General Motors has invested in a Chinese technology company that has built a service for arranging short-term car rentals, part of a broader push by the automaker to expand beyond its roots.
General Motors said Tuesday it has invested an undisclosed amount in Yi Wei Xing Technology "as another move in exploring personal mobility in China." Yi Wei Xing is the company behind Feezu, a service that can be used by traditional car rental companies to rent cars by the hour or in even smaller increments.
GM said the investment would help it experiment with different car rental models, gain insights into China's rapidly changing market, and better learn how people want to use transportation to get from point A to B.
“Every market has its unique requirements for car-sharing services,” Julia Steyn, GM vice president of Urban Mobility Programs, said in a statement. “Yi Wei Xing has solid technologies and innovations that will help us explore more efficient and personalized mobility solutions for consumers in China.”
General Motors Expects Big Growth in China
In January, GM introduced a service called Maven that combined and expanded several of automaker’s existing test programs under one brand. Maven is really three car services in one that includes a city-based service called Maven City that rents GM vehicles by the hour through an app, another for urban apartment dwellers, and a peer-to-peer rental service that started in Germany.
Maven operates in Ann Arbor, Mich., Boston, Chicago, San Francisco, and Washington D.C.
General Motors has announced several initiatives this year that highlight its interest in unconventional transportation, including a partnership and $500 million investment in ride-hailing startup Lyft. Eventually, GM wants to develop a network of self-driving cars for Lyft’s service that can shuttle passengers around town without a driver.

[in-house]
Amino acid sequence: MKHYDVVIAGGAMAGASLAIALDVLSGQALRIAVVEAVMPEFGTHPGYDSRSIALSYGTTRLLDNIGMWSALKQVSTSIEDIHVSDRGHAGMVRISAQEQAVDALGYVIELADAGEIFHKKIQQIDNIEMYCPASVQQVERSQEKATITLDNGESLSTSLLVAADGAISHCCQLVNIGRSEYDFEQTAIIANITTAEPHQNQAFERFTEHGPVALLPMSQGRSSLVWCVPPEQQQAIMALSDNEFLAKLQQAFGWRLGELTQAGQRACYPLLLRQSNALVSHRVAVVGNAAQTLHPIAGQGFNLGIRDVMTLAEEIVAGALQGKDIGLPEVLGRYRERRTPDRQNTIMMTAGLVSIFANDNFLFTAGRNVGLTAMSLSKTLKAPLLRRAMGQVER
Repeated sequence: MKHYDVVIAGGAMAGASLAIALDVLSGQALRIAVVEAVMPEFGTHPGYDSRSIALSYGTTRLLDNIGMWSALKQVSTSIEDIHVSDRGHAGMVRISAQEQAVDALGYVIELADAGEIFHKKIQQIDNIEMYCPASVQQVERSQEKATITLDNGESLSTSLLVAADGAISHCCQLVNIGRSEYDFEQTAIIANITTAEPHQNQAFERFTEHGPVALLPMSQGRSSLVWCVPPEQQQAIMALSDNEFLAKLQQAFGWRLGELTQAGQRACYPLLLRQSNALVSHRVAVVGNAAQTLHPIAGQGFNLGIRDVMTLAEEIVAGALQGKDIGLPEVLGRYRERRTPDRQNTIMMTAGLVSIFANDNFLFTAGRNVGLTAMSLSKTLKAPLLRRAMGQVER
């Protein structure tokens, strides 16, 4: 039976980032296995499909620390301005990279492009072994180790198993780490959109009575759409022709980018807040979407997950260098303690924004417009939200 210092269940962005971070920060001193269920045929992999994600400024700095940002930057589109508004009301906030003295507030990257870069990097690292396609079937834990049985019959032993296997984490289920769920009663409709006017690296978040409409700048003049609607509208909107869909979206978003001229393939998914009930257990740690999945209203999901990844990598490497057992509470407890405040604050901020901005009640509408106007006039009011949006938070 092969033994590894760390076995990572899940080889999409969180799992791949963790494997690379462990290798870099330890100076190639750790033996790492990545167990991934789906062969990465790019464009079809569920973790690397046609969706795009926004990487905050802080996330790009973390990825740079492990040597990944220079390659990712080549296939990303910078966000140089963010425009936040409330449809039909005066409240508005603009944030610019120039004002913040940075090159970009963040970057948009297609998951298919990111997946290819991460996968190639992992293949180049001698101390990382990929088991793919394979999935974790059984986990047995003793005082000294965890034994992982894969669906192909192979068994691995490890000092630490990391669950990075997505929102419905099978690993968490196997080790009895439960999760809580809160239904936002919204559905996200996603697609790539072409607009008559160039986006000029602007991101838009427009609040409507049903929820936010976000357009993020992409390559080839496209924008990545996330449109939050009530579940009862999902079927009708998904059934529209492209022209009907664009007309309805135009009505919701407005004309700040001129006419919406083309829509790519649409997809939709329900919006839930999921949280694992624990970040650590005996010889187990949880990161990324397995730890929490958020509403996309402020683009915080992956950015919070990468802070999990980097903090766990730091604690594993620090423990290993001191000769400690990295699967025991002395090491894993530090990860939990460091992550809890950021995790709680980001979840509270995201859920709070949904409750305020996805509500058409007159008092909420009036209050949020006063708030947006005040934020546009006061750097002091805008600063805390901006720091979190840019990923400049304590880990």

GM and Lyft started a short-term car rental program known as Express Drive, launching first in Chicago and then expanding to California and Colorado. Express Drive’s California members will have access to the plug-in electric 2016 Chevrolet Volt and the 2017 Chevrolet Bolt EV.
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GM is hardly the only automaker experimenting with new kinds of car and transportation services, and how they may be combined with self-driving car technology. GM's more than $1 billion acquisition of self-driving car startup Cruise Automation in March kicked off what would become a flurry of investments and acquisitions by others in the automotive industry.
In the past six months, Apple invested $1 billion in China's ride-hailing company Didi Chuxing; Ford acquired a shuttle service startup that used crowdsourcing to determine where people needed rides; Toyota partnered with Uber; and Volkswagen invested $300 million into ride-hailing company Gett. Both BMW and Daimler operate services that let drivers rent cars by the minute.